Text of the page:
Additionally, as mentioned above, Bolton worked to stop Biegun and others’ preparation for the Hanoi Summit that would facilitate Trump’s agreement on a phased approach for the denuclearization with the DPRK in order to implement the Singapore agreement. This obstruction has led to the current deadlock of US–DPRK negotiations.
 
DPRK First Vice Minister of Foreign Affairs Choe Son-Hui who held a press conference for foreign media a few weeks after the Hanoi Summit, stated that, despite the fact that “(w)hen we made a practical proposal in the talks (in Hanoi), President Trump adopted the flexible position that an agreement would be possible if a clause was added stating that the sanctions could be re-imposed if North Korea resumed nuclear activities after the sanctions were lifted,” “because of their continuing hostility and mistrust, US Secretary of State Mike Pompeo and John Bolton created obstacles to the two leaders’ efforts to have constructive negotiation and, ultimately the summit didn’t produce meaningful results.” Clearly expressing her sense of distrust for the US, Choe Son-Hui reached the conclusion that, as to the future of negotiations, the DPRK would not “have the desire or plan to conduct this kind of negotiation.” [8] Regarding “a practical proposal” which Choe Son-Hui mentioned, the DPRK Minister of Foreign Affairs Ri Yong-Ho explained in an emergency press conference right after the Hanoi Summit, saying that, “if the US lifts some of the UN sanctions, or in other words those aspects of the sanctions that impede the civilian economy and the people’s livelihood, we will completely and permanently dismantle the production facilities of all nuclear materials, including plutonium and uranium, in the Yongbyon complex, through joint tasks done by technicians from both our countries, in the presence of American experts,” and “(w)e also expressed our willingness to make a written pledge to permanently halt nuclear tests and long-range missile test launches.” [9] The New York Times reported that in the Hanoi Summit Bolton and Pompeo advised President Trump to demand the DPRK dismantle all the nuclear facilities, knowing that the DPRK side would not agree to such condition [10], and Bolton’s memoir confirms the testimony of the North Korean side mentioned above and the coverage in the New York Times.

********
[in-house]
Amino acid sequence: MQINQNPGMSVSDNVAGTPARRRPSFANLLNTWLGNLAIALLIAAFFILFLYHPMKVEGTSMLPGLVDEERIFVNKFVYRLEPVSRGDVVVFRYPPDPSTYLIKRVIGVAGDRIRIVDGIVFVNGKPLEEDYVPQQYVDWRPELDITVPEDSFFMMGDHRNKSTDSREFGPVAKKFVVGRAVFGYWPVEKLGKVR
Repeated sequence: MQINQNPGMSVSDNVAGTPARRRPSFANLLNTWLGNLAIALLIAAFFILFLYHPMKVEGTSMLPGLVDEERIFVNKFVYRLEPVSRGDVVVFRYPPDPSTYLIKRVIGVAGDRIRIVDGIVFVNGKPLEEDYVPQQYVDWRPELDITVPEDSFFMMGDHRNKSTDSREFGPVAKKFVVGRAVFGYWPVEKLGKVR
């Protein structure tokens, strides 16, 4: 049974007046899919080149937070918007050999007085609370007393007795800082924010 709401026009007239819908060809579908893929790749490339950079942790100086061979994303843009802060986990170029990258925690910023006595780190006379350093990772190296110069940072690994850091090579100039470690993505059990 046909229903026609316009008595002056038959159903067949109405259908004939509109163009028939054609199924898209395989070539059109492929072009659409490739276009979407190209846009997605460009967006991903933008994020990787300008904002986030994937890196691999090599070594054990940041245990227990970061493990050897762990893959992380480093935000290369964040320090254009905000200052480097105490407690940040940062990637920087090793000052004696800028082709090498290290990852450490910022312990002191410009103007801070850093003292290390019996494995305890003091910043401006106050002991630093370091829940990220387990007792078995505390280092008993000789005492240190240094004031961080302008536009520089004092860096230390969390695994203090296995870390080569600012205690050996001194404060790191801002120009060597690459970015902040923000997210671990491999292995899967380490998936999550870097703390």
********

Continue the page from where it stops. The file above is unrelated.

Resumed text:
In summary, Bolton and other hardliners have been working to scrap the Singapore agreement just like they did with INF and the Iran nuclear deal.
 
The Singapore agreement cannot necessarily be interpreted as an example of Trump’s mix of public and personal motivations. Whether Trump’s first priority is reelection or not, what matters most for us is what the leaders of the US and the DPRK agreed in Singapore and whether the resulting agreement will contribute to peace and security of people in the US, the Korean Peninsula and Northeast Asia in the future.